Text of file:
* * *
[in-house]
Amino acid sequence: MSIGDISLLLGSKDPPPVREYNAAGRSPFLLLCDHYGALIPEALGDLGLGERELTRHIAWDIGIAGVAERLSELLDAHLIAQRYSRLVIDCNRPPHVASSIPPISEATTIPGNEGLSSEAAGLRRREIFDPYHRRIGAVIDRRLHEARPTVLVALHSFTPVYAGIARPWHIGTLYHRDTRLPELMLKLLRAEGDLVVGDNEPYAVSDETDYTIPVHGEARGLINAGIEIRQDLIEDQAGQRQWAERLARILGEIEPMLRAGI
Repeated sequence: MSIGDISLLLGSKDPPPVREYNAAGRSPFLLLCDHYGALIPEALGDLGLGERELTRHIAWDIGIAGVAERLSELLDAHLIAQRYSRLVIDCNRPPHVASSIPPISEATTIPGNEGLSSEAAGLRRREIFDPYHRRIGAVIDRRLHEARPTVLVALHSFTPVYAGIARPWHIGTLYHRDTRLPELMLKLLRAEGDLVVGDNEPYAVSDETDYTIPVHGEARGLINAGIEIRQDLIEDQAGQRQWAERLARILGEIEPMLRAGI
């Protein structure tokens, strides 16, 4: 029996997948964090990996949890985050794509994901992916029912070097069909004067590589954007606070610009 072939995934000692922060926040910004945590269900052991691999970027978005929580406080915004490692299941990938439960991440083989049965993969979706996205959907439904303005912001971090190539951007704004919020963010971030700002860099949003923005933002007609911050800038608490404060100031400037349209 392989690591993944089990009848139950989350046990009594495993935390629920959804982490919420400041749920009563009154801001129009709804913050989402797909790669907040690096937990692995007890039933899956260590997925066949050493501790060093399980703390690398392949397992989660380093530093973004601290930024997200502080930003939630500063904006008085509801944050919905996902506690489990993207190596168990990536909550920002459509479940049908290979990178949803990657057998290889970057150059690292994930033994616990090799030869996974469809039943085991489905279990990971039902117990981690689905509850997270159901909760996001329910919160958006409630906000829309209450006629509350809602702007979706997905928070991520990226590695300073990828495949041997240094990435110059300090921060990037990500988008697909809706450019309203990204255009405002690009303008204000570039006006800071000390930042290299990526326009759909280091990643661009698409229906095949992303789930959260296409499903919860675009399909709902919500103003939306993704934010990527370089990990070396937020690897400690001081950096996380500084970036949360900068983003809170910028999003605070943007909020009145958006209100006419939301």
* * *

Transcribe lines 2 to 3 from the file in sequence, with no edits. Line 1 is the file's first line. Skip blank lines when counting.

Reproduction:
Amino acid sequence: MSIGDISLLLGSKDPPPVREYNAAGRSPFLLLCDHYGALIPEALGDLGLGERELTRHIAWDIGIAGVAERLSELLDAHLIAQRYSRLVIDCNRPPHVASSIPPISEATTIPGNEGLSSEAAGLRRREIFDPYHRRIGAVIDRRLHEARPTVLVALHSFTPVYAGIARPWHIGTLYHRDTRLPELMLKLLRAEGDLVVGDNEPYAVSDETDYTIPVHGEARGLINAGIEIRQDLIEDQAGQRQWAERLARILGEIEPMLRAGI
Repeated sequence: MSIGDISLLLGSKDPPPVREYNAAGRSPFLLLCDHYGALIPEALGDLGLGERELTRHIAWDIGIAGVAERLSELLDAHLIAQRYSRLVIDCNRPPHVASSIPPISEATTIPGNEGLSSEAAGLRRREIFDPYHRRIGAVIDRRLHEARPTVLVALHSFTPVYAGIARPWHIGTLYHRDTRLPELMLKLLRAEGDLVVGDNEPYAVSDETDYTIPVHGEARGLINAGIEIRQDLIEDQAGQRQWAERLARILGEIEPMLRAGI